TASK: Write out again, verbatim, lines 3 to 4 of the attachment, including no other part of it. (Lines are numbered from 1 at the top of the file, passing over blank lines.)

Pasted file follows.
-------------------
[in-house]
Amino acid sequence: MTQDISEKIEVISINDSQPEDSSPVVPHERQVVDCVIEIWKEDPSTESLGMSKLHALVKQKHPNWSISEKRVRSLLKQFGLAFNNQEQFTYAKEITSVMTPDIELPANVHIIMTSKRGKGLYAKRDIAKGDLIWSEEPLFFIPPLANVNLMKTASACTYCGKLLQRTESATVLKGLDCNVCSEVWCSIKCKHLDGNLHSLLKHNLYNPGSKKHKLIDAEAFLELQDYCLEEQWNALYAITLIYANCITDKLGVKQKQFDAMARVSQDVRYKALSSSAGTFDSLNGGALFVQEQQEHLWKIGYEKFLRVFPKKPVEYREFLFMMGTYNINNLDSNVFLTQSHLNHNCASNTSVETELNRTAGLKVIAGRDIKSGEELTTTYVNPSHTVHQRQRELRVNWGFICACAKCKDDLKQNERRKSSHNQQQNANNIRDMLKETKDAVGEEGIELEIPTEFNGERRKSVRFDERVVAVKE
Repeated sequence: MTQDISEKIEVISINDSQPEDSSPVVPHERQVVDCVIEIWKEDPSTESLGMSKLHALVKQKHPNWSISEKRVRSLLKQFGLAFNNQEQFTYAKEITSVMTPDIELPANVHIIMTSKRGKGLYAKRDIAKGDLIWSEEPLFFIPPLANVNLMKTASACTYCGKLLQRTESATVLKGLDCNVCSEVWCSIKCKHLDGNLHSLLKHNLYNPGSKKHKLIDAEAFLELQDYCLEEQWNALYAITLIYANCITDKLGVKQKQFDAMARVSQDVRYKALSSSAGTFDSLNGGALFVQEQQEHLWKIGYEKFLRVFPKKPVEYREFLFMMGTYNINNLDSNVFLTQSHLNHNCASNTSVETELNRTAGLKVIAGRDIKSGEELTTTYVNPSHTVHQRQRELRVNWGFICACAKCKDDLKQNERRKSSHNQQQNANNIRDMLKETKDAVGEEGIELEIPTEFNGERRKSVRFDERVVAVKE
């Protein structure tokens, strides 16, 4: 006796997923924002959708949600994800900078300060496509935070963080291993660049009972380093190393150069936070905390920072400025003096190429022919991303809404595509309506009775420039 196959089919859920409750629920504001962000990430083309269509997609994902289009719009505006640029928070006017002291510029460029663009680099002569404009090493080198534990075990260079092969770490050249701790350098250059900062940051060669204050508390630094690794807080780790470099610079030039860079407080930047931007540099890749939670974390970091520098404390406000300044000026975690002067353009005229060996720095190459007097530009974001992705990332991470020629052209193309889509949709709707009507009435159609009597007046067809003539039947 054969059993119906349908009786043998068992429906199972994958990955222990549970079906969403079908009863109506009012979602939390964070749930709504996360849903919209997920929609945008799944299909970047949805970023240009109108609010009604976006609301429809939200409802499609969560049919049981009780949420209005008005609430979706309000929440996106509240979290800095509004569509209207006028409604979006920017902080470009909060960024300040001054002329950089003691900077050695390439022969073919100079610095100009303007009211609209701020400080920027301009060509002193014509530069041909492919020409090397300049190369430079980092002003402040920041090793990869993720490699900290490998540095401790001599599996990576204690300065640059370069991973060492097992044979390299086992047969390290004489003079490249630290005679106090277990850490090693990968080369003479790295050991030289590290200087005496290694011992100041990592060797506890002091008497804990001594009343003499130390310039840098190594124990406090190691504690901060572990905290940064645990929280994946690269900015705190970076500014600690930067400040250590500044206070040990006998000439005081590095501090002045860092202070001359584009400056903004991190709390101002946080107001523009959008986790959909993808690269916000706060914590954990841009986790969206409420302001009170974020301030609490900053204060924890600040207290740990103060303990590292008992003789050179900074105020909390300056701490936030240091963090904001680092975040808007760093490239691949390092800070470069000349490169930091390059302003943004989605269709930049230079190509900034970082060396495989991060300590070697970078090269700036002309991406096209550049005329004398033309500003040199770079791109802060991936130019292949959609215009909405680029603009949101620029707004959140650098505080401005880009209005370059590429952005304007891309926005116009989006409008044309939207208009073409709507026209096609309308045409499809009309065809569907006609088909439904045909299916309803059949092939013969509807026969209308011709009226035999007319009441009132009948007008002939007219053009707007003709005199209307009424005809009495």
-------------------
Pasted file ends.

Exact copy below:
Repeated sequence: MTQDISEKIEVISINDSQPEDSSPVVPHERQVVDCVIEIWKEDPSTESLGMSKLHALVKQKHPNWSISEKRVRSLLKQFGLAFNNQEQFTYAKEITSVMTPDIELPANVHIIMTSKRGKGLYAKRDIAKGDLIWSEEPLFFIPPLANVNLMKTASACTYCGKLLQRTESATVLKGLDCNVCSEVWCSIKCKHLDGNLHSLLKHNLYNPGSKKHKLIDAEAFLELQDYCLEEQWNALYAITLIYANCITDKLGVKQKQFDAMARVSQDVRYKALSSSAGTFDSLNGGALFVQEQQEHLWKIGYEKFLRVFPKKPVEYREFLFMMGTYNINNLDSNVFLTQSHLNHNCASNTSVETELNRTAGLKVIAGRDIKSGEELTTTYVNPSHTVHQRQRELRVNWGFICACAKCKDDLKQNERRKSSHNQQQNANNIRDMLKETKDAVGEEGIELEIPTEFNGERRKSVRFDERVVAVKE
């Protein structure tokens, strides 16, 4: 006796997923924002959708949600994800900078300060496509935070963080291993660049009972380093190393150069936070905390920072400025003096190429022919991303809404595509309506009775420039 196959089919859920409750629920504001962000990430083309269509997609994902289009719009505006640029928070006017002291510029460029663009680099002569404009090493080198534990075990260079092969770490050249701790350098250059900062940051060669204050508390630094690794807080780790470099610079030039860079407080930047931007540099890749939670974390970091520098404390406000300044000026975690002067353009005229060996720095190459007097530009974001992705990332991470020629052209193309889509949709709707009507009435159609009597007046067809003539039947 054969059993119906349908009786043998068992429906199972994958990955222990549970079906969403079908009863109506009012979602939390964070749930709504996360849903919209997920929609945008799944299909970047949805970023240009109108609010009604976006609301429809939200409802499609969560049919049981009780949420209005008005609430979706309000929440996106509240979290800095509004569509209207006028409604979006920017902080470009909060960024300040001054002329950089003691900077050695390439022969073919100079610095100009303007009211609209701020400080920027301009060509002193014509530069041909492919020409090397300049190369430079980092002003402040920041090793990869993720490699900290490998540095401790001599599996990576204690300065640059370069991973060492097992044979390299086992047969390290004489003079490249630290005679106090277990850490090693990968080369003479790295050991030289590290200087005496290694011992100041990592060797506890002091008497804990001594009343003499130390310039840098190594124990406090190691504690901060572990905290940064645990929280994946690269900015705190970076500014600690930067400040250590500044206070040990006998000439005081590095501090002045860092202070001359584009400056903004991190709390101002946080107001523009959008986790959909993808690269916000706060914590954990841009986790969206409420302001009170974020301030609490900053204060924890600040207290740990103060303990590292008992003789050179900074105020909390300056701490936030240091963090904001680092975040808007760093490239691949390092800070470069000349490169930091390059302003943004989605269709930049230079190509900034970082060396495989991060300590070697970078090269700036002309991406096209550049005329004398033309500003040199770079791109802060991936130019292949959609215009909405680029603009949101620029707004959140650098505080401005880009209005370059590429952005304007891309926005116009989006409008044309939207208009073409709507026209096609309308045409499809009309065809569907006609088909439904045909299916309803059949092939013969509807026969209308011709009226035999007319009441009132009948007008002939007219053009707007003709005199209307009424005809009495």